Post by Marines Pocaterra [Proyectos Arqui 5] on Caracas
We all agree that urban interventions should be positive social actions that focus their benefits on low-income urban dwellers. There is a wide range of projects in this list: punctual upgrades in informal settlements, participatory projects, new infrastructure equipment, renovations, and so on and so forth.
Yet, as urbanists and urban activists, we will have to learn to sort out the ‘good’ interventions from the theatrical urban shows. This is particularly important, as various demagogical regimes have discovered a way to implement political control through the disguise of innocent urban interventions. Allow me to expand on the latter, as it is a scheme applied in my home country, Venezuela:
Governments begin by preaching ‘globally approved slogans’ on urban upgrading: empowerment of the people, participative projects, equal access to land, leadership in self-development and so on. However, this façade discourse quickly transforms into a prize contest where people are offered, not education, stability nor the power to make decisions; but instead, cheap trinkets ranging from participation on a share of ‘invaded’ land, to white line appliances, to cash, to positions of ‘power’ within the community.
Originally designed to transform dwellers into owners of their own future, provide responsible for their living conditions, support equality in citizenship and so much more; these types of interventions become a simple disguise for manipulation. Instead of strengthening citizenship, free gifts and free help tend to weaken population in general, many times even springing corruption: frequently ‘gifts’ are directed to ‘friends’ and never reach real target populations. As long as people remain in a government shelter or in a particular government list, they are eligible to these prizes; not surprising, surveys have shown that many refuse to get a stable job because it prevents them from attending all raffles while away at work.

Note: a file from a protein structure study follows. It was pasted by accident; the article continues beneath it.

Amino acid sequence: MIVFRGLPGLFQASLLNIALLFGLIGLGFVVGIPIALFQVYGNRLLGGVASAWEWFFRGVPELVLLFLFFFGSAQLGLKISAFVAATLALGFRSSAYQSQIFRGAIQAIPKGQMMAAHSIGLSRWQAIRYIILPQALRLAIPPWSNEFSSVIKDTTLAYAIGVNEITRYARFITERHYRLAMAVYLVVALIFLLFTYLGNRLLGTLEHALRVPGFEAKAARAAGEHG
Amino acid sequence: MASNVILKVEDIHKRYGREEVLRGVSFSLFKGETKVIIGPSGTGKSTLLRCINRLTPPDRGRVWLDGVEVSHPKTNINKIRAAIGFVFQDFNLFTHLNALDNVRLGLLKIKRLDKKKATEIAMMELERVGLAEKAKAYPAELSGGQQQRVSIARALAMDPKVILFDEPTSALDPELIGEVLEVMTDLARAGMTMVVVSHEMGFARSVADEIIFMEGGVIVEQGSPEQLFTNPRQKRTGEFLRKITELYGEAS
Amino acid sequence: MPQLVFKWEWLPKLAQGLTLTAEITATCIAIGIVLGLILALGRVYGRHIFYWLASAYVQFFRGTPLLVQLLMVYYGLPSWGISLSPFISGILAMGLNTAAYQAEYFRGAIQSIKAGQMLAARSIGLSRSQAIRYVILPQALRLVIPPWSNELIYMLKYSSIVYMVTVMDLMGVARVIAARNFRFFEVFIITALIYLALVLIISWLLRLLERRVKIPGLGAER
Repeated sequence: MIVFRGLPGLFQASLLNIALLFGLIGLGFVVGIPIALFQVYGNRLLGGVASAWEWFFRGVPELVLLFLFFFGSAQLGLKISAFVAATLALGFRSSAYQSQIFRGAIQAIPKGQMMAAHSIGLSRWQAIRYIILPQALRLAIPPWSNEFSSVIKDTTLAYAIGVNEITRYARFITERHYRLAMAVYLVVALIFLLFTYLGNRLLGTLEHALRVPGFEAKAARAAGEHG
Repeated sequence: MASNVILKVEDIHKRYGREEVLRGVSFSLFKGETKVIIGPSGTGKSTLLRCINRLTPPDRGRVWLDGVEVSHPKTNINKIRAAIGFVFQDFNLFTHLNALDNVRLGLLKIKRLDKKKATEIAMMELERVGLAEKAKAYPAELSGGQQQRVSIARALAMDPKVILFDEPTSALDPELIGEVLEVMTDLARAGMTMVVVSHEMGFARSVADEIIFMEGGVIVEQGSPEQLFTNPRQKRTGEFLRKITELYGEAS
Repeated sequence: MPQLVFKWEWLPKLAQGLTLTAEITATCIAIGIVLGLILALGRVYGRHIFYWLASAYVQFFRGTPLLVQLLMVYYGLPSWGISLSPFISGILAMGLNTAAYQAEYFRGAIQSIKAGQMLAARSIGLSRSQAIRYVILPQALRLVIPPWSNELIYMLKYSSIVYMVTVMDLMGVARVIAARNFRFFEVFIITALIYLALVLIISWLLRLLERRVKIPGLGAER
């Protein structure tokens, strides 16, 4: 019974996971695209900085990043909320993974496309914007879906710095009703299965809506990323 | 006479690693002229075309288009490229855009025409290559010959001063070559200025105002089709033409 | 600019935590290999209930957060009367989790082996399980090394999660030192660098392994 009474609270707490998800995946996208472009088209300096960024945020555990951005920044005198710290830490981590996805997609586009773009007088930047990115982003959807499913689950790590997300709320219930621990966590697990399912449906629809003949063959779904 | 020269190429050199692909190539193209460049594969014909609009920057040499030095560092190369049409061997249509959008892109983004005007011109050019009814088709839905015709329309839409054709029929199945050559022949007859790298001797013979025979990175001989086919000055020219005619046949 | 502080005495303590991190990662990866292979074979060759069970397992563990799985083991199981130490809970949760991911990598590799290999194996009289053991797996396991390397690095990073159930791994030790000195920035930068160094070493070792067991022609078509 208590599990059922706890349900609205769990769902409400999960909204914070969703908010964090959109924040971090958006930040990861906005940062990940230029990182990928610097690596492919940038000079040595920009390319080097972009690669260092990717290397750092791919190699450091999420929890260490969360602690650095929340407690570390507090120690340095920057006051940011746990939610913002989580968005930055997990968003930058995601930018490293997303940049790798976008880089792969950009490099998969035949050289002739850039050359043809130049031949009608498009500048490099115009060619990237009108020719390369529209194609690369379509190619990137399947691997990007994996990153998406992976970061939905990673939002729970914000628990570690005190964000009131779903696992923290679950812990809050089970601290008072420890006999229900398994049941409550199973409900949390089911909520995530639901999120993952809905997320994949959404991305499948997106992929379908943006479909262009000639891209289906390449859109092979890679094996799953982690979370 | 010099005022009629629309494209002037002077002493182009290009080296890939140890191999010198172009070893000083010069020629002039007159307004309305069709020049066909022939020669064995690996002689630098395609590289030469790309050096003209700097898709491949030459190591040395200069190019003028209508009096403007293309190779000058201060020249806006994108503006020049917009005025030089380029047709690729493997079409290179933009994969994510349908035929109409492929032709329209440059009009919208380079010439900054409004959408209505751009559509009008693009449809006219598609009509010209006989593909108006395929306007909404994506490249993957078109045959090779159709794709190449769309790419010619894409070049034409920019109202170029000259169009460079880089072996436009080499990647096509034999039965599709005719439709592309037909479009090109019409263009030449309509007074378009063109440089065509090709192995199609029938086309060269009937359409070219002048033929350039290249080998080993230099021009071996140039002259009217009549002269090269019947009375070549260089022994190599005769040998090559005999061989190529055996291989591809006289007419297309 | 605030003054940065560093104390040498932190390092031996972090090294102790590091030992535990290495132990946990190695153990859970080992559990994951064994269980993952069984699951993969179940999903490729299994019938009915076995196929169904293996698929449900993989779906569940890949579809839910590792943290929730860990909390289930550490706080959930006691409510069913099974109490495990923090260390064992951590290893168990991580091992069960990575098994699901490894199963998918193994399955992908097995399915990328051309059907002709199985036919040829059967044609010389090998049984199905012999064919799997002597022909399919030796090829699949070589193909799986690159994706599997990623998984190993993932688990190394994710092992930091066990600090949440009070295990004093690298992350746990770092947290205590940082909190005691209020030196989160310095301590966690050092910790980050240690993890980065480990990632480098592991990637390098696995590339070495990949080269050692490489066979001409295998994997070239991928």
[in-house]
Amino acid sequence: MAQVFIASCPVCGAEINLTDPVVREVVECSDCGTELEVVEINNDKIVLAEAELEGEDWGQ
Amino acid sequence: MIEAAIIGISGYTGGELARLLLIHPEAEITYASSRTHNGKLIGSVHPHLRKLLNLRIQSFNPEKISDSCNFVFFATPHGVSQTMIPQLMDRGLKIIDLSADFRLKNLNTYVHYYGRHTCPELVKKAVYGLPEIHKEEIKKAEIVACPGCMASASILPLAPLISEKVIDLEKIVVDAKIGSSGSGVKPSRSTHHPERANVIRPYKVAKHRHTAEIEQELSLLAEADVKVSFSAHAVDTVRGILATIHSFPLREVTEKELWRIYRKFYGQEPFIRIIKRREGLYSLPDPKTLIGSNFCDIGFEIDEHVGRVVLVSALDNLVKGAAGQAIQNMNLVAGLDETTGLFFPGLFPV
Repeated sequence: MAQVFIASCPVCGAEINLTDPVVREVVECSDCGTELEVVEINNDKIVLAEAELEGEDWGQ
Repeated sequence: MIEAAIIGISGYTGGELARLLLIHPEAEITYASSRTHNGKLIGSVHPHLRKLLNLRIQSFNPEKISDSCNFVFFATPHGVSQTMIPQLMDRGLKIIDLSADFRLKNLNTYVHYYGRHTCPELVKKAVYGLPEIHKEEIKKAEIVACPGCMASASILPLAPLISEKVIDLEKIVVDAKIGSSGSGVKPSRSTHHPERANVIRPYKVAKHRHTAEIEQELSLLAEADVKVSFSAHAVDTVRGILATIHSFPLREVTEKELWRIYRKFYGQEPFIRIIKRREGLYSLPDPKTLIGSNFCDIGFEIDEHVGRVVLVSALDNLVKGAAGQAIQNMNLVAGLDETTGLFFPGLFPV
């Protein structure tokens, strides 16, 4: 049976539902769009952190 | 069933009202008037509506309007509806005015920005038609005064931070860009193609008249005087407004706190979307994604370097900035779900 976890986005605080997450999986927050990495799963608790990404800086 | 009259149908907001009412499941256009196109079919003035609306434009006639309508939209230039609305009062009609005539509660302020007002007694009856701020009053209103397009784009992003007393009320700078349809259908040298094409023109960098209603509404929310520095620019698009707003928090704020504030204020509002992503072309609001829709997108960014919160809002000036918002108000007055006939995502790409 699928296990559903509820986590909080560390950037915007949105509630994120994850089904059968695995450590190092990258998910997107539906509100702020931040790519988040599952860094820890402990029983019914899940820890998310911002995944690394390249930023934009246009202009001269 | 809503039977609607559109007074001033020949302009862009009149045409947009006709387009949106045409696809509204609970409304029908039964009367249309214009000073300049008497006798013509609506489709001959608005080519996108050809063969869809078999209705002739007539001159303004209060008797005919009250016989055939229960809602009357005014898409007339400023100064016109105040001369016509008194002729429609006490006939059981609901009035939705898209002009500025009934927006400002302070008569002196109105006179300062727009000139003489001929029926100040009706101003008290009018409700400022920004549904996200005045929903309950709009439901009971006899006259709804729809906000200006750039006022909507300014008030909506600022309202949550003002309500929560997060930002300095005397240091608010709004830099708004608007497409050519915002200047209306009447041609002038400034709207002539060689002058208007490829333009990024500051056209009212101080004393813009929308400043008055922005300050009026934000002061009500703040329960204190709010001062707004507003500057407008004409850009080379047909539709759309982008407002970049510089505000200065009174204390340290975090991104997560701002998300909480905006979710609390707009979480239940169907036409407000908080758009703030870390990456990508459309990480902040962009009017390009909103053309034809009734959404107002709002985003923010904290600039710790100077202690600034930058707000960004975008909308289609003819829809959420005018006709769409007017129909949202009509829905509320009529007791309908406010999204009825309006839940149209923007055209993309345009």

In this scenario, slower but informed efforts for long-term sustainable upgrades and development are quickly truncated by quick ‘buying out’ strategies relying on ‘free cash’ and knickknacks. This has become extremely clear in Venezuela, as in recent years, NGOs in the country do not find support but instead are harassed both economically and legally.
Although the following merits a separate discussion of its own, I also want to mention another theatrical strategy relying on the spectacular or iconic urban interventions where a very visible ‘toy’ or gadget is deployed in order to get international publicity for “the social government.”
In short, these theatrical interventions and policies require more free goods and land to hand out in order to feed illusions; there is no time for planning or building adequately, and even less for participatory methods. In this theatrical stage, any house is good enough to give away for free; so the government buys out whatever low cost unit is being built, they use whatever open land they see- a park, a mall, a hotel, an unfinished building, a farm or existing industry- and all of these are torn down or confiscated using arbitrary urban and political tools to half-hazardly install displaced and homeless populations in unsanitary and risk environments.
I don’t know for how long people will be satisfied with “urban mirrors and trinkets”. In my eyes, the city’s decay and appearance are not as bad as the moral damage. The economic dependence of on easy resources, the ecological damage, the deteriorating conditions of cities, the lack of norms and urban procedures, and the list goes on…. Yet, it is exactly this list what will weigh more heavily on the more vulnerable classes in the long run.